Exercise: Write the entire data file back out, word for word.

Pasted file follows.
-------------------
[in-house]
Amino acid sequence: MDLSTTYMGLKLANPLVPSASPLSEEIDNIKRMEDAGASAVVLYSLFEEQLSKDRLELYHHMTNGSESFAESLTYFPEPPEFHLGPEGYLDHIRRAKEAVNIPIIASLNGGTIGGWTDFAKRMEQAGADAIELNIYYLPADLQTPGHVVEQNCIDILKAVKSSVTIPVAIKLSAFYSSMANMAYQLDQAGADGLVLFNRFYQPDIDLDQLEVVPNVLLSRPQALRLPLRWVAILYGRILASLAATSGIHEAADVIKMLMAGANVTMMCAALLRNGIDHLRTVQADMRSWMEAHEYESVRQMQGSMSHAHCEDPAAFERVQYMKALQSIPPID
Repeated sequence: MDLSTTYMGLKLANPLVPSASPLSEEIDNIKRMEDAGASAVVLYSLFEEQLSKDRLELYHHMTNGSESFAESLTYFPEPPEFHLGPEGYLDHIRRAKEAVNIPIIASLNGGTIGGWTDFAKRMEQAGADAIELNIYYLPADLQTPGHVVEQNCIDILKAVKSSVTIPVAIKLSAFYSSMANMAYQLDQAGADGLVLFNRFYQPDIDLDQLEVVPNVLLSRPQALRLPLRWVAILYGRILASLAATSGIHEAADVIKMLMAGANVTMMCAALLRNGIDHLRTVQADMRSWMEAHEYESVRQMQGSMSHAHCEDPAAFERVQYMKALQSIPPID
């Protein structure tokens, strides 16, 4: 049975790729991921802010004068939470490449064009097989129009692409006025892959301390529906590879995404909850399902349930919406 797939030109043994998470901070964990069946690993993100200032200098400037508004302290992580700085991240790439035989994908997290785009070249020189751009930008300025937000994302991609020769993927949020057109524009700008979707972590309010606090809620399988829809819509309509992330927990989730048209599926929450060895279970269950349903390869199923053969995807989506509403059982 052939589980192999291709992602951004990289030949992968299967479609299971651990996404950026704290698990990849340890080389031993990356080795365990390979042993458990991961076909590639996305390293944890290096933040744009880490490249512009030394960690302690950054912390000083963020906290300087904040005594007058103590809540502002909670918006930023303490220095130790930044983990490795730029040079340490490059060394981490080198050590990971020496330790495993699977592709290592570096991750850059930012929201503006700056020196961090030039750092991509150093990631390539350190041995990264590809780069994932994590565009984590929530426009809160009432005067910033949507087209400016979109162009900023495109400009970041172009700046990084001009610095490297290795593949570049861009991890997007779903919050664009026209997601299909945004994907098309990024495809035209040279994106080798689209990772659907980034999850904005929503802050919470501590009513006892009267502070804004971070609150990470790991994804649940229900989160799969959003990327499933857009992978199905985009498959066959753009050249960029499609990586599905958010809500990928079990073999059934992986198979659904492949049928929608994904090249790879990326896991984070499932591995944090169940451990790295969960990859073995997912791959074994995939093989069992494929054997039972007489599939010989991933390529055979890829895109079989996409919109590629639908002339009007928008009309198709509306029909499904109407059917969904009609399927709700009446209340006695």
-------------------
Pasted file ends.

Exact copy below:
[in-house]
Amino acid sequence: MDLSTTYMGLKLANPLVPSASPLSEEIDNIKRMEDAGASAVVLYSLFEEQLSKDRLELYHHMTNGSESFAESLTYFPEPPEFHLGPEGYLDHIRRAKEAVNIPIIASLNGGTIGGWTDFAKRMEQAGADAIELNIYYLPADLQTPGHVVEQNCIDILKAVKSSVTIPVAIKLSAFYSSMANMAYQLDQAGADGLVLFNRFYQPDIDLDQLEVVPNVLLSRPQALRLPLRWVAILYGRILASLAATSGIHEAADVIKMLMAGANVTMMCAALLRNGIDHLRTVQADMRSWMEAHEYESVRQMQGSMSHAHCEDPAAFERVQYMKALQSIPPID
Repeated sequence: MDLSTTYMGLKLANPLVPSASPLSEEIDNIKRMEDAGASAVVLYSLFEEQLSKDRLELYHHMTNGSESFAESLTYFPEPPEFHLGPEGYLDHIRRAKEAVNIPIIASLNGGTIGGWTDFAKRMEQAGADAIELNIYYLPADLQTPGHVVEQNCIDILKAVKSSVTIPVAIKLSAFYSSMANMAYQLDQAGADGLVLFNRFYQPDIDLDQLEVVPNVLLSRPQALRLPLRWVAILYGRILASLAATSGIHEAADVIKMLMAGANVTMMCAALLRNGIDHLRTVQADMRSWMEAHEYESVRQMQGSMSHAHCEDPAAFERVQYMKALQSIPPID
């Protein structure tokens, strides 16, 4: 049975790729991921802010004068939470490449064009097989129009692409006025892959301390529906590879995404909850399902349930919406 797939030109043994998470901070964990069946690993993100200032200098400037508004302290992580700085991240790439035989994908997290785009070249020189751009930008300025937000994302991609020769993927949020057109524009700008979707972590309010606090809620399988829809819509309509992330927990989730048209599926929450060895279970269950349903390869199923053969995807989506509403059982 052939589980192999291709992602951004990289030949992968299967479609299971651990996404950026704290698990990849340890080389031993990356080795365990390979042993458990991961076909590639996305390293944890290096933040744009880490490249512009030394960690302690950054912390000083963020906290300087904040005594007058103590809540502002909670918006930023303490220095130790930044983990490795730029040079340490490059060394981490080198050590990971020496330790495993699977592709290592570096991750850059930012929201503006700056020196961090030039750092991509150093990631390539350190041995990264590809780069994932994590565009984590929530426009809160009432005067910033949507087209400016979109162009900023495109400009970041172009700046990084001009610095490297290795593949570049861009991890997007779903919050664009026209997601299909945004994907098309990024495809035209040279994106080798689209990772659907980034999850904005929503802050919470501590009513006892009267502070804004971070609150990470790991994804649940229900989160799969959003990327499933857009992978199905985009498959066959753009050249960029499609990586599905958010809500990928079990073999059934992986198979659904492949049928929608994904090249790879990326896991984070499932591995944090169940451990790295969960990859073995997912791959074994995939093989069992494929054997039972007489599939010989991933390529055979890829895109079989996409919109590629639908002339009007928008009309198709509306029909499904109407059917969904009609399927709700009446209340006695």